Good news and bad news: Bad news first
As part of the nationwide Republican efforts to undermine public education, Minnesota House Member Pat Garofalo (R-Farmington), who is Chair of the House Education Committee, plans to eliminate state funding for programs that promote racial integration in Minnesota schools. The programs, which in Minneapolis provide some $480 per year per student, are intended to close the achievement gap between racial minorities in the classroom. Worse, Garofalo’s plan would re-work the formulae used to determine funding levels in state schools. The results could end up taking money from under-funded schools and give that money to schools that are already well-funded.
Speaker Kurt Zellers said House Republicans are working “hand in glove” on both the state’s $5 billion budget deficit and on a “fundamental change in how we deliver government.”
Republicans highlighted efforts to streamline state agencies, improve the use of technology and consolidate operations, but the only specific figure was a $172 million savings from a proposed 15 percent state workforce reduction.
Indeed. The Republicans in Minnesota, just as in many other states are seeking to end government’s ability to deliver services.
In fact, the Minnesota State Government has published its bi-annual Tax Incidence Report. It reports a heavily regressive tax burden within the state, even when compared with historical averages. According to the report, the effective state tax rate for a member of the top 1% of income earners within Minnesota was 9.7% in 2008. Meanwhile, the effective tax rate for the poor is 32.5%. Hence, the wealthy are not paying their fair share in taxes.
Yet, the Republicans are also looking to slash funding for the state Medicaid programs, especially programs geared toward the poor and the infirm.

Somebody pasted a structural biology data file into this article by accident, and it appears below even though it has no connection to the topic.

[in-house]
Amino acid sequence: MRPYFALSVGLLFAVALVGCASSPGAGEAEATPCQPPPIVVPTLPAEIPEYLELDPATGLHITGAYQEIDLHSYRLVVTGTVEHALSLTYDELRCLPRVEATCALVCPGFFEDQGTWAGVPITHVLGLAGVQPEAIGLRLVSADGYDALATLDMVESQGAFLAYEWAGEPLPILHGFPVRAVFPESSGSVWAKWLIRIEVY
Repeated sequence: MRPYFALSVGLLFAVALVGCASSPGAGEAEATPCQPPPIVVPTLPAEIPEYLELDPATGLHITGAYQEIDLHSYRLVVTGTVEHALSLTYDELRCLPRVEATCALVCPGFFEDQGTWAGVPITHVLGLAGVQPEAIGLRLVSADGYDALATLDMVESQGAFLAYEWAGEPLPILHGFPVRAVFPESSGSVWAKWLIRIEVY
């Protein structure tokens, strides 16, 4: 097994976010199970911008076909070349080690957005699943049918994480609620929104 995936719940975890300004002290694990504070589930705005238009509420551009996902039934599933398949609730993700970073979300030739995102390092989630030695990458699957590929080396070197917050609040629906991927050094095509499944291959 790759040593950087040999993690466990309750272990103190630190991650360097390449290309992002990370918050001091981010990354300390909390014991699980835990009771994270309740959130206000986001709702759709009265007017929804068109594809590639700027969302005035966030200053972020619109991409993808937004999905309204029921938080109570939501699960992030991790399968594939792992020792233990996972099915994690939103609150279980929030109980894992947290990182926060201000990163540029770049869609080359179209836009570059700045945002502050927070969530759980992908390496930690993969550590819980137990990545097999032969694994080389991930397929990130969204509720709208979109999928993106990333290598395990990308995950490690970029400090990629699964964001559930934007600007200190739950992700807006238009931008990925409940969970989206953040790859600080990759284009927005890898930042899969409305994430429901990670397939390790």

But that is not all. The Republicans are waging all-out war on the poor. Representatitve Kurt Daudt (R-Crown) has introduced a bill that would prevent those who use government assistance EBT cards from withdrawing cash on the cards at ATMs above – get this – $20 per month. The bill, H.F. 171, would also create problems because one of the reasons that people are now able to use the cards to withdraw cash is that many stores are not connected to the state EBT system.
$20 is not even enough to purchase a Minnesota Drivers license (current price – $43). And there are already Republican proposals to require a photo-ID in voting.
In addition, the bill appears to make it illegal for people under the Minnesota Family Investment Program (MFIP) to carry cash at all! Nor could they put any money into a checking or savings account.
Crooks and Liars relates testimony of Angel Buechner, from the Welfare Rights Committee, referring to the efforts of the Republicans on the House Health and Human Services Reform Committee:
“We’ll leave you with this. It is not right to punish a whole group because of the supposed actions of a few. You in this room could have a pretty rough time if that was the case. It is not right to stigmatize and dehumanize women living the hard life of trying to raise children while living 60% below the poverty level. It is not right to use racist, bumper-sticker hate to inflict human misery for political gain.”